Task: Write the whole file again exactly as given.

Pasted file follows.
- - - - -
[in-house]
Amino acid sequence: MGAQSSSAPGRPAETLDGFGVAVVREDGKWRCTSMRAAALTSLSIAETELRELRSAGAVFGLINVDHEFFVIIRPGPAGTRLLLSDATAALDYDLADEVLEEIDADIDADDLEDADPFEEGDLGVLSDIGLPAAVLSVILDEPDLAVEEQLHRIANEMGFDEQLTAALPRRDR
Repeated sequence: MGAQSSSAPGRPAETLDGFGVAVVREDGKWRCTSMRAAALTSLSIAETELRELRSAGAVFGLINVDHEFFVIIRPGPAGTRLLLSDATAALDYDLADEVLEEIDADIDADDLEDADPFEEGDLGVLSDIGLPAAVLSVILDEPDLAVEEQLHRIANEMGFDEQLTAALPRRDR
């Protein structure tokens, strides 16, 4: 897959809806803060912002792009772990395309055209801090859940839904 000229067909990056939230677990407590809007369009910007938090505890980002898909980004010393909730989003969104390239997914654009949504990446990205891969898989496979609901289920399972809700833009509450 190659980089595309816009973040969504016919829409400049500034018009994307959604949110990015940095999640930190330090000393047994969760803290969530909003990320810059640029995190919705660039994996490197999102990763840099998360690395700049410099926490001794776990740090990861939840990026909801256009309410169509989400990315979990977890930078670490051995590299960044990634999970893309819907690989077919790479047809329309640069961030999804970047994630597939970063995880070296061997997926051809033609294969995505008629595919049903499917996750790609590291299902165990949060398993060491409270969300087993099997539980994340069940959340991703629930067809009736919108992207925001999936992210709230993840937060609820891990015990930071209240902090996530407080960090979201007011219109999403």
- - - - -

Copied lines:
[in-house]
Amino acid sequence: MGAQSSSAPGRPAETLDGFGVAVVREDGKWRCTSMRAAALTSLSIAETELRELRSAGAVFGLINVDHEFFVIIRPGPAGTRLLLSDATAALDYDLADEVLEEIDADIDADDLEDADPFEEGDLGVLSDIGLPAAVLSVILDEPDLAVEEQLHRIANEMGFDEQLTAALPRRDR
Repeated sequence: MGAQSSSAPGRPAETLDGFGVAVVREDGKWRCTSMRAAALTSLSIAETELRELRSAGAVFGLINVDHEFFVIIRPGPAGTRLLLSDATAALDYDLADEVLEEIDADIDADDLEDADPFEEGDLGVLSDIGLPAAVLSVILDEPDLAVEEQLHRIANEMGFDEQLTAALPRRDR
């Protein structure tokens, strides 16, 4: 897959809806803060912002792009772990395309055209801090859940839904 000229067909990056939230677990407590809007369009910007938090505890980002898909980004010393909730989003969104390239997914654009949504990446990205891969898989496979609901289920399972809700833009509450 190659980089595309816009973040969504016919829409400049500034018009994307959604949110990015940095999640930190330090000393047994969760803290969530909003990320810059640029995190919705660039994996490197999102990763840099998360690395700049410099926490001794776990740090990861939840990026909801256009309410169509989400990315979990977890930078670490051995590299960044990634999970893309819907690989077919790479047809329309640069961030999804970047994630597939970063995880070296061997997926051809033609294969995505008629595919049903499917996750790609590291299902165990949060398993060491409270969300087993099997539980994340069940959340991703629930067809009736919108992207925001999936992210709230993840937060609820891990015990930071209240902090996530407080960090979201007011219109999403």